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Case study: Celebrating International Women's Day: Q&A with Michelle Just

An interview with Michelle Just, Senior Clinical Trials Assistant at CRN Wessex

What does your role involve?

As a Senior Clinical Trials Assistant for CRN Wessex, I work with partner organisations across our region on a variety of research studies. Every day is different, from working directly with participants and their families to data and administrative support for studies. I can be working in a hospital or GP surgery one day to driving our research buses out into a community setting the next. My role has also given me the opportunity to be involved with public engagement events to raise awareness of health and social care research and inform members of the public about opportunities to take part in research.

What kind of research studies are you working on?

I am currently working on a variety of studies including covid and shingles vaccine trials, a study looking at malnutrition in the over 75 population and a children's eczema study. 

What made you want to work in research?

Having had a complete change of career I came into health care and really enjoyed working directly with the people I met and learning new things. It was a very rewarding role but I wanted to do more and research appealed to me due to the variety of opportunities to personally learn and develop. I wanted to work in this area to help make improvements to the lives of others.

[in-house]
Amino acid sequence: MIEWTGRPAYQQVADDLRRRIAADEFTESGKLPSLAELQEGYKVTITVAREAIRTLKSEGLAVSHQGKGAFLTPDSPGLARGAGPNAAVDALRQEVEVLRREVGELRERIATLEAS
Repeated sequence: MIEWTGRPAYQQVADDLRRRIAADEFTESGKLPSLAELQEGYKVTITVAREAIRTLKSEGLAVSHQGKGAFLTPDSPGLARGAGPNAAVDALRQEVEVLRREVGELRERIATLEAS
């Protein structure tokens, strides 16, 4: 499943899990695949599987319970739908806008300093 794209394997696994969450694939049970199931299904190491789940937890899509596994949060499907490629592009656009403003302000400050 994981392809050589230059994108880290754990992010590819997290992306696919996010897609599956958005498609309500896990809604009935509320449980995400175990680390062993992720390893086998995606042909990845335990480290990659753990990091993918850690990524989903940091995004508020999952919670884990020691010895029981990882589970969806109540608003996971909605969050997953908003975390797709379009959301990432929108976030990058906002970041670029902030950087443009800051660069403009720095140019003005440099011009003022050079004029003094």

Why do you think International Women's Day is important?

I think it is vitally important to inspire women, no matter what age, race or background, to remember how important our voice is. That we have amazing skills in life and are stronger, more adaptable and more capable than we are sometimes given credit for. 

Why is it important for more women to work in research?

It is important to have our voices heard and encourage women to bring their wealth of knowledge, experience, ideas and talents to research. Having more women in research will inspire future generations to consider a career in research.   

What does being a woman help you bring to your role?

I think it brings a valuable alternative perspective and level of understanding. 

The theme for this year's International Women's Day is 'Inspire Inclusion'. What advice would you give women and girls to inspire them to consider a career in research?

There is a role for you in research, your contribution matters whether it is taking samples from a cancer patient or discovering the next big cure, you have the talents and ability to make a difference.